That ought to get the novice students in the room started on the notion of Savard’s removal precipitating Boston’s man-advantage mediocrity. His last full season in 2008-09 ended with the Bruins placing fourth on the league leaderboard, having converted 23.6 percent of their chances.
Their best finish in the four years since was in 2011-12, when a 17.2 percent success rate tied them for No. 14 overall.
Enter Iginla, who placed first or second among the Flames in at least two power-play production categories every season between 2000-01 and 2011-12. Last year saw a drop-off as he charged up merely two goals and six points in 31 appearances with Calgary, but he finished with four goals and six points in 13 games as a Penguin.
As it happens, last year’s Flames were ninth in the NHL on the man advantage with 20 percent success, the Penguins second with a 24.7 percent conversion rate. In turn, Iginla’s turnaround can be partially attributed to playing on a more prolific strike force, but some of it was surely the spiritual spark that comes with converting to a contender.
There is no reason why a similar formula could not yield the same results in Boston and spawn symbiotic relations, at least in this particular aspect of the game. That is especially assuming he can foster dependable chemistry with his presumptive linemates, Krejci and Lucic, in all situations.
In addition, the second-year professional Krug has an encouraging foundation in place as an effective puck-mover and point patroller. As Fluto Shinzawa wrote in The Boston Globe, “Opponents may overload on Iginla and open shooting lanes for Krug.”
Having the blueliner Krug in the equation also adds to the array of defensively certifiable players to place on the brim of the blue line during the man-up attack. The same could apply to other young defensemen Matt Bartkowski and Dougie Hamilton as the season rolls along.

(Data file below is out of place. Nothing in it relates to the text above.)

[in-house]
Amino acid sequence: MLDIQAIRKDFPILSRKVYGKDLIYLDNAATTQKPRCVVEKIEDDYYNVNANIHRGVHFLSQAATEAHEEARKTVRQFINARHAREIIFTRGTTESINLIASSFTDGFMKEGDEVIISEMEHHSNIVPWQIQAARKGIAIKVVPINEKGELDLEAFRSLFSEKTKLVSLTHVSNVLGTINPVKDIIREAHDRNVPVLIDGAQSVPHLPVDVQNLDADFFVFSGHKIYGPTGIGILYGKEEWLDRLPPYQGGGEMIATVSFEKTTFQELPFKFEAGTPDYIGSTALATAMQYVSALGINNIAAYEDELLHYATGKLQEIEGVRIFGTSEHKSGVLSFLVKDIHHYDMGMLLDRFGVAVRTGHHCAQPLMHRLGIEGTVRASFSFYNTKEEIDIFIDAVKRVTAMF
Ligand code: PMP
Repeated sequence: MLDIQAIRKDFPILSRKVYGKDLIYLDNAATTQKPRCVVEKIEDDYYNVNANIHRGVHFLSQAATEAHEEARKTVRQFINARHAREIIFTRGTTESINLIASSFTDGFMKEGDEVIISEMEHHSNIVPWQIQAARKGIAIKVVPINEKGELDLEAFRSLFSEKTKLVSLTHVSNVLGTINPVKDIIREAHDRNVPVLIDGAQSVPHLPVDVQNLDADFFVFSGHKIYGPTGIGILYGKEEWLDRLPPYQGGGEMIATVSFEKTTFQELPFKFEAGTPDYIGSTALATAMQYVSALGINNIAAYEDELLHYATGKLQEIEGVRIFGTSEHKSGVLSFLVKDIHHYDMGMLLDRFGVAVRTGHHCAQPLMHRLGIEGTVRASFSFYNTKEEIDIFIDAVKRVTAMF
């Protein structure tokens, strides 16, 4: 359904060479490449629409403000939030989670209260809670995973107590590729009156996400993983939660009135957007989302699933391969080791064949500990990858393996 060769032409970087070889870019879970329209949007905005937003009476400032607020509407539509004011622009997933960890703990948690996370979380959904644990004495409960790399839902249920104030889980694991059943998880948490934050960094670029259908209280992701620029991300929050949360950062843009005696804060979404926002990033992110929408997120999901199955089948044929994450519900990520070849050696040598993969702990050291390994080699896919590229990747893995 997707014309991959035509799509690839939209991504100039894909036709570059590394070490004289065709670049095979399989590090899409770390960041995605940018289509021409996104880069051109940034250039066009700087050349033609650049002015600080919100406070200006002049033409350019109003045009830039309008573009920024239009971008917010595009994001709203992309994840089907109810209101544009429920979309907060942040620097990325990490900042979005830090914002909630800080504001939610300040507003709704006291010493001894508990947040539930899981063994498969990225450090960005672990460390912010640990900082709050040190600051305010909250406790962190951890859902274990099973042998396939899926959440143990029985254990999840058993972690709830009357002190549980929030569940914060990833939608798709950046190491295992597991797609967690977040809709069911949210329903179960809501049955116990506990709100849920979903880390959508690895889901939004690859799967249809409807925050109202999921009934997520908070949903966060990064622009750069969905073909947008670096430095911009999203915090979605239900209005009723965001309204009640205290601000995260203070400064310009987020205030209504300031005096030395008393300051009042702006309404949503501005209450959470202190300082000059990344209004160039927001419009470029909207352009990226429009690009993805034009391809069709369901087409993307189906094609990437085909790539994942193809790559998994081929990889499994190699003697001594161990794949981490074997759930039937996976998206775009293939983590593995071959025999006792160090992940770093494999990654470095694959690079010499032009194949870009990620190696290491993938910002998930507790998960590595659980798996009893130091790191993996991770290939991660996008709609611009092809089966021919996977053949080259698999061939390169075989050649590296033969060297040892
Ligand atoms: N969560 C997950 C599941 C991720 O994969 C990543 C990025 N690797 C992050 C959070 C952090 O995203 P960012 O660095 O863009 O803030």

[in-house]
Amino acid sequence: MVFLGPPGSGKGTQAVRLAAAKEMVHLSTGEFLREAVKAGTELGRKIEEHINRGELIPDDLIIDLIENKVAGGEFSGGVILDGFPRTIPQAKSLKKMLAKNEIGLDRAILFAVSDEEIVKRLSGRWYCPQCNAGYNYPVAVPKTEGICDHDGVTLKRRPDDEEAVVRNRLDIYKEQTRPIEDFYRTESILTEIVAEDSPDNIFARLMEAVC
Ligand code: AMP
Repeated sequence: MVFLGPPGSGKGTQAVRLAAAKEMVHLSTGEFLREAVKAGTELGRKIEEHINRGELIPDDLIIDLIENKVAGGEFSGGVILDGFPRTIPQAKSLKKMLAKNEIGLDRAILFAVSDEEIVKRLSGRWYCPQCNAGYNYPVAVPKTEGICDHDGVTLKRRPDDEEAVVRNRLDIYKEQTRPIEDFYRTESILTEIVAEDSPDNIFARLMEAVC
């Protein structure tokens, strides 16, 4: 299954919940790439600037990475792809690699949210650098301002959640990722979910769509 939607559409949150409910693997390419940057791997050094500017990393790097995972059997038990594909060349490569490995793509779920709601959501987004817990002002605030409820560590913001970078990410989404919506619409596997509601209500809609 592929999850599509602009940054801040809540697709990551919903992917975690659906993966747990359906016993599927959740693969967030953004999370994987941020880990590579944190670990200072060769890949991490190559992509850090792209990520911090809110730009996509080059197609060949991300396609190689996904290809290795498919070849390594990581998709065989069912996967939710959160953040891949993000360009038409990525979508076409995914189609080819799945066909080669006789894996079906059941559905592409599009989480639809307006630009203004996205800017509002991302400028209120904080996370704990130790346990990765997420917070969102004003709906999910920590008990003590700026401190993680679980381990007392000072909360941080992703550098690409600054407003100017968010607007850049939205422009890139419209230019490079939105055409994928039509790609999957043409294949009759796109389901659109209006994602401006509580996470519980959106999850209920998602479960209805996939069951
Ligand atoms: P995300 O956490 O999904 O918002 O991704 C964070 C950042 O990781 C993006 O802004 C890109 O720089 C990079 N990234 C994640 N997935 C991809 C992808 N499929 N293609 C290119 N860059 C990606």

Other options include Chara, Seidenberg and Patrice Bergeron, all of whom ought to alleviate anxiety over the specter of turnovers and/or fumbling the puck into neutral territory.
Less time spent regrouping or defending against potential shorthanded breaks means more churning on opposing property. With the confidence they have already built in that fashion during vaudeville action, the Bruins are doing nothing with their power play but affording it a chance to elevate its success stature.
A return to 2008-09 form, sitting in the top five with a conversion percentage deep into the 20s, may be a bit much to ask right away.
Much of the roster is coming off a short summer after partaking in a playoff run that stretched into the final week of June. As a result, residual wear and tear will at times be a mild hindrance across the board, power play included.
But with the gelling of several assets who will have their first start-to-finish campaign in Boston―Iginla, Krug, Loui Eriksson and even Carl Soderberg―improvement looks inevitable. Somewhere around the 19 percent or 20 percent borderline is perfectly realistic.
Unless otherwise indicated, all statistics for this report were found via nhl.com